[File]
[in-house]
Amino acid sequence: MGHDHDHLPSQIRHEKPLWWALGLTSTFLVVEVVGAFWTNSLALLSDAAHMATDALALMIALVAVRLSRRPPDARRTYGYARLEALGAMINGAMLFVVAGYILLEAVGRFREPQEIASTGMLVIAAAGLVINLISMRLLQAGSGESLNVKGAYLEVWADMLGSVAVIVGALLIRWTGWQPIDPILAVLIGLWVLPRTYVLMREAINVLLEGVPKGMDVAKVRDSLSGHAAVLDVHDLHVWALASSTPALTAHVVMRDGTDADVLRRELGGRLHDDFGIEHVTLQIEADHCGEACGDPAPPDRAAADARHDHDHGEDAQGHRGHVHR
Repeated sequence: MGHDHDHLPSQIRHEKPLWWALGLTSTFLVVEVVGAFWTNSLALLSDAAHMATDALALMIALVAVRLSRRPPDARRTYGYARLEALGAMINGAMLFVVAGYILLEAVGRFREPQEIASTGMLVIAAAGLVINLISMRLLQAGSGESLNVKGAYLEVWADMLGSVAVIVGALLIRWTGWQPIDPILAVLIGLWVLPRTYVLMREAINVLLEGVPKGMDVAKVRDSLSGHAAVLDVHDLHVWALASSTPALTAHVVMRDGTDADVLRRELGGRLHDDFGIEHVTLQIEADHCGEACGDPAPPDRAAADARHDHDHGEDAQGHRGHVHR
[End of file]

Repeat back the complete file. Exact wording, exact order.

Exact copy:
[in-house]
Amino acid sequence: MGHDHDHLPSQIRHEKPLWWALGLTSTFLVVEVVGAFWTNSLALLSDAAHMATDALALMIALVAVRLSRRPPDARRTYGYARLEALGAMINGAMLFVVAGYILLEAVGRFREPQEIASTGMLVIAAAGLVINLISMRLLQAGSGESLNVKGAYLEVWADMLGSVAVIVGALLIRWTGWQPIDPILAVLIGLWVLPRTYVLMREAINVLLEGVPKGMDVAKVRDSLSGHAAVLDVHDLHVWALASSTPALTAHVVMRDGTDADVLRRELGGRLHDDFGIEHVTLQIEADHCGEACGDPAPPDRAAADARHDHDHGEDAQGHRGHVHR
Repeated sequence: MGHDHDHLPSQIRHEKPLWWALGLTSTFLVVEVVGAFWTNSLALLSDAAHMATDALALMIALVAVRLSRRPPDARRTYGYARLEALGAMINGAMLFVVAGYILLEAVGRFREPQEIASTGMLVIAAAGLVINLISMRLLQAGSGESLNVKGAYLEVWADMLGSVAVIVGALLIRWTGWQPIDPILAVLIGLWVLPRTYVLMREAINVLLEGVPKGMDVAKVRDSLSGHAAVLDVHDLHVWALASSTPALTAHVVMRDGTDADVLRRELGGRLHDDFGIEHVTLQIEADHCGEACGDPAPPDRAAADARHDHDHGEDAQGHRGHVHR